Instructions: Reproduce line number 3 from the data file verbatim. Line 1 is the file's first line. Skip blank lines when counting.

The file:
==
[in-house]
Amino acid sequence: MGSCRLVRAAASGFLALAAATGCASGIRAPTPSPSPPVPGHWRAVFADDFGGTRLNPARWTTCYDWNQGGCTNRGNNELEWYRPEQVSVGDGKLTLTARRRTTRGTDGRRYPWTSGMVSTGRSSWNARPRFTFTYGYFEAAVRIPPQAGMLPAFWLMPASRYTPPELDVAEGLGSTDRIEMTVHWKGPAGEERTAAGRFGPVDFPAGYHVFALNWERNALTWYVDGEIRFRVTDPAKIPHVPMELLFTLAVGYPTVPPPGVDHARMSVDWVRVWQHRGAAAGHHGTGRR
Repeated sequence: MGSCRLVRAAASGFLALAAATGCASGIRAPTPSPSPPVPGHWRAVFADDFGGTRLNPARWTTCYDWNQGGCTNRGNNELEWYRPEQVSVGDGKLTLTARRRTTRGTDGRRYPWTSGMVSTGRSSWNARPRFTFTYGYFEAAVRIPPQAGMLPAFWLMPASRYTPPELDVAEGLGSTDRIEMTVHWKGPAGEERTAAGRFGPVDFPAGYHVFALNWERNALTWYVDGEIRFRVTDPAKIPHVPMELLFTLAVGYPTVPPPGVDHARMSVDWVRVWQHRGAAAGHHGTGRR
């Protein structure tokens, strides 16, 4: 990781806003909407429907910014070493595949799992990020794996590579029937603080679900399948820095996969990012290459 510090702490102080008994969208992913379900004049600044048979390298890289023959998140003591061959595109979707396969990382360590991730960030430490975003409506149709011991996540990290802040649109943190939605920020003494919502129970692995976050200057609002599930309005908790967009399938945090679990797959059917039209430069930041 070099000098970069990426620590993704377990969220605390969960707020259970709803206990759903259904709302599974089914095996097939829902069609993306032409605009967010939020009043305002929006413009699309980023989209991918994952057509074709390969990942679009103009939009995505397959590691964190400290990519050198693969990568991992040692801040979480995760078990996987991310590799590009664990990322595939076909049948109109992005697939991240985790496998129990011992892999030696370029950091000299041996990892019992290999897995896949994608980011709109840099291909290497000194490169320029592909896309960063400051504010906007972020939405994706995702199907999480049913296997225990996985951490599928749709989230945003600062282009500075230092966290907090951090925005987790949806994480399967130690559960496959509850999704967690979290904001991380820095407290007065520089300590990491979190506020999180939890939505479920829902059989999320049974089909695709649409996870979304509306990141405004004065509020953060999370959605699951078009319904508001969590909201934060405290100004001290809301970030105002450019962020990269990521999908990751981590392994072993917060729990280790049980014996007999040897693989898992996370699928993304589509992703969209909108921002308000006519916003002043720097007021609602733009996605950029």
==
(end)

Repeated sequence: MGSCRLVRAAASGFLALAAATGCASGIRAPTPSPSPPVPGHWRAVFADDFGGTRLNPARWTTCYDWNQGGCTNRGNNELEWYRPEQVSVGDGKLTLTARRRTTRGTDGRRYPWTSGMVSTGRSSWNARPRFTFTYGYFEAAVRIPPQAGMLPAFWLMPASRYTPPELDVAEGLGSTDRIEMTVHWKGPAGEERTAAGRFGPVDFPAGYHVFALNWERNALTWYVDGEIRFRVTDPAKIPHVPMELLFTLAVGYPTVPPPGVDHARMSVDWVRVWQHRGAAAGHHGTGRR